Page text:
9 November 1989: A date to remember
It was a long time coming. 27 years ago, over the course of the 9 November and the following nights and days, the Berlin Wall, which separated the East of the city from the West came down. It was a world-changing event, not only influencing the city itself, but the whole country and the whole of Europe. The images went around the world and for the anniversary we are reproducing the events of these historic days.
A vague foreshadowing of the fall of the Berlin Wall and the consequent reunification of Germany was already in the air in the weeks ahead of November 1989. Already two months’ earlier, rallies in the German Democratic Republic (GDR) demanded more freedom to travel. Coinciding with this atmosphere of uproar was the so-called ‘Republikflucht’, a term that described the flight of many people from the GDR to the West by way of the newly opened borders to Austria.
Furthermore, Walter Momper, the mayor of West Berlin at the time, knew about the upcoming change from conversations with his East Berlin counterpart Erhard Krack as early as 29 October. Therefore, he tried to pave the way for an opening of the wall in December. At the same time, after intense, long discussions and public protests, the central committee of the Socialist Unity Party of Germany decided to find a regulation for people’s constant departure from the GDR on the 7 November.
9 November: Morning
The day begins around nine. In the interior ministry of the GDR, respective officers and members of the Ministry of State Security come together to develop the new regulation. It is decided that the GDR should not be dissolved, but that citizens should be able to get a permit to leave the state. However, if they would get a permit to leave, this would mean that they could never return to the GDR. During the morning the new regulation was presented to the central committee, which at the time is in session to determine the root causes of the crisis in the Socialist party and the state.
9 November: Noon
Over the course of the day, the draft for the regulation is refined further and further. At around four in the afternoon, the general secretary of the Socialist party, Egon Krenz, holds the final draft in his hands. Simultaneous to these developments Helmut Kohl, chancellor of West Germany, arrived for a visit in Poland. After reading the draft to the central committee, Krenz hands the related press release to speaker Günter Schabowski.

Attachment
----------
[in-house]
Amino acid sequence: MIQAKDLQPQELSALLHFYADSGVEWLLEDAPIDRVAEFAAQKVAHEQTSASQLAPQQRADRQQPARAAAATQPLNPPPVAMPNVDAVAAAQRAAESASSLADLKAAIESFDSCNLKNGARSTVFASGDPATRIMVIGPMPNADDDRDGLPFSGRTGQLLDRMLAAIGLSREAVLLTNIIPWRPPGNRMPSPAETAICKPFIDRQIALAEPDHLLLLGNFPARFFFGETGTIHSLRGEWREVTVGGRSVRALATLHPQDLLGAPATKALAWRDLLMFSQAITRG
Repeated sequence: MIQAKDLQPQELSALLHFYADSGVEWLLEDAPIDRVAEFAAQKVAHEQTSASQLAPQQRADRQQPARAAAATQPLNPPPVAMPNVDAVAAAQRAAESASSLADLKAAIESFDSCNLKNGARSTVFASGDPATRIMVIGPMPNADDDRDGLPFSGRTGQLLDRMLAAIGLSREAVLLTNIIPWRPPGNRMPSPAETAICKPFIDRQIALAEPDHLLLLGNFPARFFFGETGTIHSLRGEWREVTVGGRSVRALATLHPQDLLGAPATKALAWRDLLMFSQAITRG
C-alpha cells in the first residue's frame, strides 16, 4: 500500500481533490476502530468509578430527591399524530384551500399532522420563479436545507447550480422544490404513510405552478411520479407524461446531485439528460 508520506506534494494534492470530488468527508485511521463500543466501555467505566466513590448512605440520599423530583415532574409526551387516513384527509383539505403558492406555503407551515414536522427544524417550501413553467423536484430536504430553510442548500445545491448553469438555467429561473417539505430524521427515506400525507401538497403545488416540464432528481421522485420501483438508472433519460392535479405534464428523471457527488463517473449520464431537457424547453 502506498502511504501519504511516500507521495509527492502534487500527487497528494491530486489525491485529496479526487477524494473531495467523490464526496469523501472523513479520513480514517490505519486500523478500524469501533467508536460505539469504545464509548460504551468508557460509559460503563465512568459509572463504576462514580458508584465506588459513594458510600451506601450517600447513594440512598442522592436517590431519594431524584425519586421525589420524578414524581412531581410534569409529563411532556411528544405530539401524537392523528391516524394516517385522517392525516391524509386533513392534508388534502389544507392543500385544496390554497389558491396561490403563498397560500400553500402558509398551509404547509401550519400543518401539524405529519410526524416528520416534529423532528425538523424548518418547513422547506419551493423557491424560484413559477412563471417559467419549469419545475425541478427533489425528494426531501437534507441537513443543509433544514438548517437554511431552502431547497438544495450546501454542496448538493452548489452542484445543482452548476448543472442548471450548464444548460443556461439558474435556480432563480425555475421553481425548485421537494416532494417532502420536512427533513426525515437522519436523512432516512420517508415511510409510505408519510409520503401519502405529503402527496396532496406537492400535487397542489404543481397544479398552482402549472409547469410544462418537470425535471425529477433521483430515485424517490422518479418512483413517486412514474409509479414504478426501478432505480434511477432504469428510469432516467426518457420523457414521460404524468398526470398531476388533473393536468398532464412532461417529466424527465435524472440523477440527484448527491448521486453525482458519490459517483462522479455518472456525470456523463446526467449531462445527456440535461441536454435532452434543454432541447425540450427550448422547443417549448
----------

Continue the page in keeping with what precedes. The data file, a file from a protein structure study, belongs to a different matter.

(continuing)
9 November: Evening
An international press conference with Schabowski starts at 6pm and at exactly 6:53pm, he is asked about when the new regulation will come into effect. In hindsight, his answer to the question is the moment that would define the following nights and days. This is what Schabowski said: “To my knowledge… this is immediately, without delay”
His words are translated into breaking news and distributed as fast as possible. Associated Press promptly titles: “GDR opens borders”. The German Press Agency states at 7:41pm: “The GDR border is open”. And at 8:15pm the longstanding news programme Tagesschau runs the story all over West Germany.
The news spread like a wildfire. While the presenter of the Tagesschau was still speaking, 80 people from East Berlin had gathered at multiple checkpoints around the city. Although the guards are instructed to send the people away, nobody leaves and by 9:30pm over 500 citizens have arrived at the Bornholmer Street checkpoint.
But not only the citizens of Berlin deal with the news. Chancellor Kohl hears them in Poland. US President Bush talks about them in a special press conference. The governments in London and Paris receive them. Everybody is surprised, but delighted.
The wall falls
In the following hours everything happens at once. At 11pm, several thousand people press on to the checkpoints. People are crammed into each other and the situation is quite dangerous. Finally, the guards run completely out of options and resort to their last solution. Opening the border.
The people are ecstatic. They stream through the checkpoints, basically overrunning them and are greeted by happy West Berliners on the other side. Throughout the night this happens all over the city. People are dancing on the wall, chiselling away at it with hammers. A huge party takes place at the West Berlin Kurfürstendamm.
After this night it took quite a while until everything was in order and freedom was realised for everybody. Almost a year would pass until the Federal Republic of Germany would officially be found. Nevertheless, it was the evening and night of the 9 November, on which many people first filled their lungs with the delicious air of freedom. It was life and world changing. It was one hell of a night.
TEXT: THOMAS SCHROERS
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